Letter: What kind of community do we want?

Make your views known. Don’t sit back and allow others to decide on Penticton’s future.

Our unique community of 32,000 is nestled between two mountain ranges and two lakes. It has limited space for expansion. We have only two major north-south corridors — Channel Parkway and Main Street.

The city has plans for revamping the Official Community Plan, not that they are following that plan anyway.  I suspect they want to change zoning laws that are impeding high density growth and this planning department’s vision for the future.

City hall wants vibrant growth. This means more money for city coffers, more construction jobs (at least for every two year project) and more money for businesses who supply materials for the construction. Higher population means more customers for businesses in the city.

An alternate view

City hall should consider that for every dollar that flows into city coffers, just as much money or more will eventually flow out thus requiring higher taxes.

A higher density population means more money will be spent on upgrading infrastructure and on increased goods and services to keep up with high density growth. More traffic congestion will require more money to fix that problem (if it can be fixed). We have no room to expand many of our streets.    Many of us who retired to Penticton did so because we saw how rampant expansion leads to an erosion of quality of life.

The city population is slightly decreasing and rental accommodations are needed, but these units are not going to help keep families here. Middle income families and single people are leaving because there are not enough good paying jobs to support a family. Rather than pushing through more high density construction projects to keep the economy going, the city should consider trying to actively recruit moderate sized, environmentally friendly, sustainable businesses.  These could provide year round, good paying jobs to support families.

There is a tipping point beyond which a small sized town can remain a good stress free place to live, or, become a traffic congested mini-New Westminster.

I believe there are a few key points for any city hall to keep in mind in the future:

1. Green spaces are sacred. Don’t touch them.

2. Any decisions made should have a long reaching positive impact on the city — looking 20 years down the road not just the next two years.

3. High density projects should not negatively affect the neighbouring community. (The Kinney project for example)

4. High density comes at a cost. Does the long-term cost justify the short-term gain?

5. Don’t change zoning laws at the whim of the developers. You are breaking trust with the community, the people who hired you. Any changes in zoning laws should require the majority of the nearby community to agree. If more than 200 people show up at a meeting to complain about the change, listen to them.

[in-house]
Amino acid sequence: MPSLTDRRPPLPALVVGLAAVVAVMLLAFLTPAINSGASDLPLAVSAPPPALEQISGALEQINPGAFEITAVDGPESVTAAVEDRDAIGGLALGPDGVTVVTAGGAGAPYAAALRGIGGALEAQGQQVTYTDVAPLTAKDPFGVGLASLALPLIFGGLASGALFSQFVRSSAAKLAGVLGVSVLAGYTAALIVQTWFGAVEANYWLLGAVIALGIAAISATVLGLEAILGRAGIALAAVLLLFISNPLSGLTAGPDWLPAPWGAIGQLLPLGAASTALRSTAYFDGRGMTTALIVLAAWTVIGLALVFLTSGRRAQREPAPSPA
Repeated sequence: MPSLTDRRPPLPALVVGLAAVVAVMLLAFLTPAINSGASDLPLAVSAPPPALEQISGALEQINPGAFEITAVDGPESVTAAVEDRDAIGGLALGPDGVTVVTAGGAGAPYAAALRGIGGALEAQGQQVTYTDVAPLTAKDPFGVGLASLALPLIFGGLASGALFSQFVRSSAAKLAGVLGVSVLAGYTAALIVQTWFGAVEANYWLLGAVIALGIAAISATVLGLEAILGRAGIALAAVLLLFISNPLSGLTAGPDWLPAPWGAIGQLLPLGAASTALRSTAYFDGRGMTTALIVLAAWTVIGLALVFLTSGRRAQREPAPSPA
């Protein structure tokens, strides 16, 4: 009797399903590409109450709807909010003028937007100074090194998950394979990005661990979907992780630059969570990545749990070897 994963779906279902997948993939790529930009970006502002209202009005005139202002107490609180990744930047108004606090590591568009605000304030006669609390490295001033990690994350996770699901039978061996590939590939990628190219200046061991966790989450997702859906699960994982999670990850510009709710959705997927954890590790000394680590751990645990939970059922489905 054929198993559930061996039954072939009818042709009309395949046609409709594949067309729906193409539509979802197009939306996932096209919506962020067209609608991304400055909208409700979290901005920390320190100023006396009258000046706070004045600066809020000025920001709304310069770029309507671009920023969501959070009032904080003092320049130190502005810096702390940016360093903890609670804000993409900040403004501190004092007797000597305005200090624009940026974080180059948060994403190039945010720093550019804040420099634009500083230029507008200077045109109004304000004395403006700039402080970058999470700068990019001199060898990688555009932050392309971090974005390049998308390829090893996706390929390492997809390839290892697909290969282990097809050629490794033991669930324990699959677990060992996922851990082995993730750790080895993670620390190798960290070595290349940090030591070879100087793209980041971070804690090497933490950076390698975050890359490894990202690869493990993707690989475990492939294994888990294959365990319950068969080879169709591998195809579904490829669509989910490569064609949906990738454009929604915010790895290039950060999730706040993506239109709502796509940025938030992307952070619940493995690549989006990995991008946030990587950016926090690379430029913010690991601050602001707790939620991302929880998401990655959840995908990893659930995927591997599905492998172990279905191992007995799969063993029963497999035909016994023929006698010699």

6. Densification of housing around the malls was purposed to help cut down on traffic. They thought that people would not need cars. This is a fine ideal for Vancouver, but it is not working for Penticton with a limited bus service. People still need their cars and will use them. The actual result is the densification of traffic around the malls. It is becoming more and more difficult to make a left hand turn across traffic on feeder streets around the malls.  This policy of densification needs to be re-evaluated. Projects that don’t allow enough parking are going to create a problem with street parking. Smaller projects throughout the community would be a better solution.

7. The city should set a height limit on future projects (four storeys).  Ask the people if they want Penticton to become a place of high rises and traffic congestion or, a place to stay forever. The city planners’ vision of what Penticton should become may not be what the majority of the people who live in the city want.

8. No project should be allowed to negatively affect someone’s view. What the city did with the Kinney project was a slap in the face to the neighbours and a rude awakening for the people of the city.  Now the city can steal the views of anyone.  This bylaw should be included in any new community plan.

9. Compromise and respect for the people of this community would go a long way to preventing conflict.

If you have any views on these problems, please contact the city planning department, the mayor and the city councilors (email, phone, letter).

Make your views known. Don’t sit back and allow others to decide on Penticton’s future or assume that city hall will know what you are thinking.

Let them know. If you don’t, city hall and the developers will make the decision for you and you might not like the results.

Kathy Corbett

Penticton

 

 

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